8 April 2019

Us review


I don't think I'm overstating things when I say that Jordan Peele's Get Out ended up being a pretty big deal by any measure. It made just over $250 million worldwide on a budget of less than $5 million; it received the kind of critical acclaim most directors would kill for; it was nominated for four Academy Awards (including Best Picture and Best Director), winning Best Original Screenplay; and maybe most importantly, left the kind of immediate cultural impact that can't help but ensure its longevity as both a movie and an important part of pop culture. It is, in short, a great movie - which means that the only real question I had going into Peele's Us was simply this. How can it possibly live up to Get Out?

Sadly, the answer is that it doesn't, but the reason is a little more complicated than just "it's not as good". In many ways, Us is (somewhat appropriately) the mirror image of Get Out - very much still recognisable as a socially satirical horror film, but inverted in a few places to create something that feels radically different to its predecessor. The most obvious of these inversions is that Us is deliberately far less comedic than Get Out, instead focusing its energy on creating the kind of visceral, immediate scares that the more cerebral Get Out lacked - but maybe more important is the films approach to theme, swapping out the laser like precision of Get Out in favour of something less refined but significantly more complex, open ended and further reaching.

The plot itself, however, starts off fairly simple. We follow a fairly average American family of four (the Wilsons) as they holiday in Santa Cruz, which also happens to be where matriarch Adelaide suffered a traumatic experience as a child. That night, 4 mysterious figures appear at the end of the beach house's driveway, terrorising the family before revealing themselves to be terrifying doppelgangers of the Wilsons.

That's not a spoiler, by the way, and not just because the nature of the home invaders is something that's been explicit in Us' marketing from the very start. The idea of doppelgangers is one that's been explored countless times in various genres of fiction, but importantly, their inclusion here isn't intended as a shocking twist - instead, it's where Us starts in earnest, kicking off an examination of class and privilege that drives the film throughout. If Get Out was Peele taking umbrage with suspiciously woke liberals, then Us is his rallying cry against capitalist society itself, highlighting the plight of the exploited and the willful ignorance of those that benefit from that exploitation, all centered around the idea that "there but for the grace of God go I".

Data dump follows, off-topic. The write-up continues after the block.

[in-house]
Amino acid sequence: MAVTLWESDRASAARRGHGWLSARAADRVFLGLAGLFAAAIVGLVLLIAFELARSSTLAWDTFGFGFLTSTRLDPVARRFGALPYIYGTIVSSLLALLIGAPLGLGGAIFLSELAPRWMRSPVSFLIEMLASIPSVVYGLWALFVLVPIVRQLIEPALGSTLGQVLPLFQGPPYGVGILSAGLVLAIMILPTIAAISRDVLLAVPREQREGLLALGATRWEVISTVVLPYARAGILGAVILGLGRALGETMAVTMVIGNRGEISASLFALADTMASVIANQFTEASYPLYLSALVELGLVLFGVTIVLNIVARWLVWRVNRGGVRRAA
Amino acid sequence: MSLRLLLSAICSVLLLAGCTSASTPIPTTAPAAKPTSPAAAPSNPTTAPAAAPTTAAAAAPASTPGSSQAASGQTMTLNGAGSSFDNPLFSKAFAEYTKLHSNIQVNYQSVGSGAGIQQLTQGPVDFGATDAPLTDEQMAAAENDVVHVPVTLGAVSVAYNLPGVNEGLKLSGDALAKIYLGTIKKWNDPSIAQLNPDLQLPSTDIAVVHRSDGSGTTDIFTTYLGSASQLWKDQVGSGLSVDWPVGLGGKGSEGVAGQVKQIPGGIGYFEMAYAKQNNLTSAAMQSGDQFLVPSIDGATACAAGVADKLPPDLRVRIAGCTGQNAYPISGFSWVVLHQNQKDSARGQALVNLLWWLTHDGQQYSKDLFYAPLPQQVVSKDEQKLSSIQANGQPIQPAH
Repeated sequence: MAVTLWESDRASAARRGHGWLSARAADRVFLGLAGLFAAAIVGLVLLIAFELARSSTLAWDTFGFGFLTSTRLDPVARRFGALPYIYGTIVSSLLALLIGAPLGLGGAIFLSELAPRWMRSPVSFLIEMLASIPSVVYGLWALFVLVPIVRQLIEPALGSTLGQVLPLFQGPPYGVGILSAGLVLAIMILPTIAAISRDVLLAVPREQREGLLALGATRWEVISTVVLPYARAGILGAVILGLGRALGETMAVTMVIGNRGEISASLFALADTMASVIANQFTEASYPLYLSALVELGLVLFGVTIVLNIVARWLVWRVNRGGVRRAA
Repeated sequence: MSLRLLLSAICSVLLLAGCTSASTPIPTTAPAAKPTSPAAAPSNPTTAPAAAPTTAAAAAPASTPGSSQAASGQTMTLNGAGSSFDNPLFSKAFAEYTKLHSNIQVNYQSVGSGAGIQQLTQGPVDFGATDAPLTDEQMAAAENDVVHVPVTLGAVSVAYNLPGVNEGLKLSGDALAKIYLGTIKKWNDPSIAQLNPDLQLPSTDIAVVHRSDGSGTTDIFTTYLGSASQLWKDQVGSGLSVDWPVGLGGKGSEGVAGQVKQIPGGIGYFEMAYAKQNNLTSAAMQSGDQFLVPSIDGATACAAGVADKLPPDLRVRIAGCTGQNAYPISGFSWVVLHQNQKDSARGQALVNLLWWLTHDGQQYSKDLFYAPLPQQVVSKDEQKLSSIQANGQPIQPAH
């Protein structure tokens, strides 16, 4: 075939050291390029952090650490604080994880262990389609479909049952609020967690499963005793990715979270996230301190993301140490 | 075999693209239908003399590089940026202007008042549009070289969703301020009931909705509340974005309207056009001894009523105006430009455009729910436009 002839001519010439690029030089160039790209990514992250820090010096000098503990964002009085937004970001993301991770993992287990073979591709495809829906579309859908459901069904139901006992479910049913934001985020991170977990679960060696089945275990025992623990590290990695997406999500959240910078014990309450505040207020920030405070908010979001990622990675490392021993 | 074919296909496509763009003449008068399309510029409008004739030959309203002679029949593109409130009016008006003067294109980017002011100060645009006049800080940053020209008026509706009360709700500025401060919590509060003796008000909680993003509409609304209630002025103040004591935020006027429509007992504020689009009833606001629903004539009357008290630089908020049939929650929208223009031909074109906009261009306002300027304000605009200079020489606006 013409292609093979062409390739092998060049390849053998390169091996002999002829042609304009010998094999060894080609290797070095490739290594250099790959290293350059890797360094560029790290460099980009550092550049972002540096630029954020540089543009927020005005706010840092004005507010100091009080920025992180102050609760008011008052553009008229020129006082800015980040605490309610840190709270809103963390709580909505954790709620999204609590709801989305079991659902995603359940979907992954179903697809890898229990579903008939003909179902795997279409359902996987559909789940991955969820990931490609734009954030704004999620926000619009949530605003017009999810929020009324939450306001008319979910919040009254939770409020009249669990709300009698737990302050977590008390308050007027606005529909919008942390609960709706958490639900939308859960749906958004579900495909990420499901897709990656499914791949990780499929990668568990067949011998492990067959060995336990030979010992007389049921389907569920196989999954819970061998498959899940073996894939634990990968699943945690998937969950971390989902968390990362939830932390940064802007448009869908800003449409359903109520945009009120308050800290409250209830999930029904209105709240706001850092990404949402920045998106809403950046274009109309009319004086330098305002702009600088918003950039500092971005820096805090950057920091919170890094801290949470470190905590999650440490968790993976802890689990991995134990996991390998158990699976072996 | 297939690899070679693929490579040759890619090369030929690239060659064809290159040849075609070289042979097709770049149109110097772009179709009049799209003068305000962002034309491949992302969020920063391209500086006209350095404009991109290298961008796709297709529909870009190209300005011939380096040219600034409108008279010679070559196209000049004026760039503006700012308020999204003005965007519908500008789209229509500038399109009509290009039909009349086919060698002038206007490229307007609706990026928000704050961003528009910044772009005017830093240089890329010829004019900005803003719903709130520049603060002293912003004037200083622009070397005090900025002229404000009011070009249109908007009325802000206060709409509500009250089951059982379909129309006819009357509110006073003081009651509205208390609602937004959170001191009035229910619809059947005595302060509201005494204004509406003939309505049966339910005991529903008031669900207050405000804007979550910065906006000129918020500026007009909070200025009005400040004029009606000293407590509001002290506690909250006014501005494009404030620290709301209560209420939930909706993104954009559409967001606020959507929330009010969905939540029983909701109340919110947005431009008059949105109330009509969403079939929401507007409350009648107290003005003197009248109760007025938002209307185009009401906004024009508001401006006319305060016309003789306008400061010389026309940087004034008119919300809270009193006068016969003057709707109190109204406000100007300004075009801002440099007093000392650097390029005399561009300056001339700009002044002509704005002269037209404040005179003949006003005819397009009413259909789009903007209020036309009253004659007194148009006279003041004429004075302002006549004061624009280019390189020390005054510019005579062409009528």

At least, so I think. I enjoyed puzzling my way through Us, attempting to figure out exactly what Peele was trying to get at, but I wasn't joking earlier when I said that Us' themes aren't as well established or fully explored as those of Get Out, resulting in a film that can't help but feel... not poorly thought out by any means, but certainly lacking much of the clarity and comprehensibility of Peele's debut. For much of the movie, that's not really too big a problem - Us is at it's strongest early on, when its main focus seems to be on delivering scares with mere hints towards what it's all building towards. It's only towards the end that Peele's ambition ultimately gets the better of him, resulting in a third act that does its best to provide a satisfying conclusion to the plot of the movie while also attempting to tie together all of Us' themes - neither of which it does particularly well.

A good chunk of this finale is delivered in the form of pure exposition from one character to another - worse, it's exposition that ends up over-explaining ultimately meaningless plot details (and in the process raising questions that simply didn't need to be raised) while still leaving the audience mostly in the dark when it comes to what it was all meant to mean. Add to that a late in the day "twist" that is so blindly obvious from the opening scene of the movie that by the time it was revealed I'd literally forgotten we weren't meant to know it yet, and yes, Us' finale has some definite, tangible problems.

And that's a real bugger. A vague sense of dissatisfaction is never what you want to be feeling upon leaving the cinema, yet that's exactly what Us left me with in spite of all its earlier strengths. With a better finale Us could've been a genuinely must-see film - instead it's frustratingly flawed, showing so much promise for a decent chunk of its running time thanks to Peele's direction, the subversive themes and a number of fantastic performances (Lupita Nyong'o is just next level fantastic in her dual roles as both leading lady and main antagonist here) before concluding all that with something that just didn't really work for me, and I suspect won't work for many people.

So no, I don't think Us lives up to the expectations set by Get Out. The phrase "difficult second album" can't help but come to mind - it's a less consistent, less certain experience, shaggier around the edges and lacking the kind of images and iconography that helped make Get Out so instantly iconic. But the ideas at play here prove that Peele is anything other than a one-trick pony all by themselves, which when combined with the strength of his moment-to-moment film making (especially in the first half of the movie) ensures that I'm still very much interested in seeing whatever he does next.

★★★☆☆
3 stars

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